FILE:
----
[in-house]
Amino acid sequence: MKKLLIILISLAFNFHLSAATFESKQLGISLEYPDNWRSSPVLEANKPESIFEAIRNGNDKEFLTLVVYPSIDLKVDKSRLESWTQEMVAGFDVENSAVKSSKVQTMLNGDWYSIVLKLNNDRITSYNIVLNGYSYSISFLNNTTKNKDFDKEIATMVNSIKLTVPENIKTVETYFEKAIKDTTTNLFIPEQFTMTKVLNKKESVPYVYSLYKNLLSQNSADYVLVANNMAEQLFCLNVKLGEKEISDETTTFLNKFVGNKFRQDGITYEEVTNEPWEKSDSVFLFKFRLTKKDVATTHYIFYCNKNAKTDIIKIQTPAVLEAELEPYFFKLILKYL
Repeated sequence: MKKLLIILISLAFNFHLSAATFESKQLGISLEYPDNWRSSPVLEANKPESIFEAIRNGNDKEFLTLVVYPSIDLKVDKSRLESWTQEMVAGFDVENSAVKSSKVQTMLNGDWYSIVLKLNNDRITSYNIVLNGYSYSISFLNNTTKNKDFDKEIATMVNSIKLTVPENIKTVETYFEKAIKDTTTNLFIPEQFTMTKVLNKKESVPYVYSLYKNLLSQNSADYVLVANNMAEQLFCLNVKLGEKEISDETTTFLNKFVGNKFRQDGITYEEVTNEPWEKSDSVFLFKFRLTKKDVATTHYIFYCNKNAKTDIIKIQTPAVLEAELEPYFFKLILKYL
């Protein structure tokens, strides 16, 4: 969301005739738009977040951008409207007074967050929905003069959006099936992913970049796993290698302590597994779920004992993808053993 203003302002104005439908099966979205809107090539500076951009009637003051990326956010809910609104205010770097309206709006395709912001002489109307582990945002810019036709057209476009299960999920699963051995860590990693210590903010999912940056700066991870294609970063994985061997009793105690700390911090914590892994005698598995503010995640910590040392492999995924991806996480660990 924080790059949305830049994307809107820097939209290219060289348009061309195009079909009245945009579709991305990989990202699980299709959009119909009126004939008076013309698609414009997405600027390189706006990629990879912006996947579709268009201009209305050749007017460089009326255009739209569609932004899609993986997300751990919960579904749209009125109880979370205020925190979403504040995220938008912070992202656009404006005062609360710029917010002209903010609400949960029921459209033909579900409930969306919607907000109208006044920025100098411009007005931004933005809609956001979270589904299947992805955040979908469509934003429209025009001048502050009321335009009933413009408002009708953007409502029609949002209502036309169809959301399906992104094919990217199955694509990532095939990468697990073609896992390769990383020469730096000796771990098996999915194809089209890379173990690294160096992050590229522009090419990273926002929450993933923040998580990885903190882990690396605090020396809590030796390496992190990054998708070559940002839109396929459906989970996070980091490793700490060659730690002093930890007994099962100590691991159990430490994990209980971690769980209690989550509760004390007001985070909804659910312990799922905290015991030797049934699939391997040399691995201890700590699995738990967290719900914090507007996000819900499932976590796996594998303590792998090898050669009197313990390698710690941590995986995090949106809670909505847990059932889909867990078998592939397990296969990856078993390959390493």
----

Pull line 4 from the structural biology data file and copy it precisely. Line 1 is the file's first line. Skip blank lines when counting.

């Protein structure tokens, strides 16, 4: 969301005739738009977040951008409207007074967050929905003069959006099936992913970049796993290698302590597994779920004992993808053993 203003302002104005439908099966979205809107090539500076951009009637003051990326956010809910609104205010770097309206709006395709912001002489109307582990945002810019036709057209476009299960999920699963051995860590990693210590903010999912940056700066991870294609970063994985061997009793105690700390911090914590892994005698598995503010995640910590040392492999995924991806996480660990 924080790059949305830049994307809107820097939209290219060289348009061309195009079909009245945009579709991305990989990202699980299709959009119909009126004939008076013309698609414009997405600027390189706006990629990879912006996947579709268009201009209305050749007017460089009326255009739209569609932004899609993986997300751990919960579904749209009125109880979370205020925190979403504040995220938008912070992202656009404006005062609360710029917010002209903010609400949960029921459209033909579900409930969306919607907000109208006044920025100098411009007005931004933005809609956001979270589904299947992805955040979908469509934003429209025009001048502050009321335009009933413009408002009708953007409502029609949002209502036309169809959301399906992104094919990217199955694509990532095939990468697990073609896992390769990383020469730096000796771990098996999915194809089209890379173990690294160096992050590229522009090419990273926002929450993933923040998580990885903190882990690396605090020396809590030796390496992190990054998708070559940002839109396929459906989970996070980091490793700490060659730690002093930890007994099962100590691991159990430490994990209980971690769980209690989550509760004390007001985070909804659910312990799922905290015991030797049934699939391997040399691995201890700590699995738990967290719900914090507007996000819900499932976590796996594998303590792998090898050669009197313990390698710690941590995986995090949106809670909505847990059932889909867990078998592939397990296969990856078993390959390493």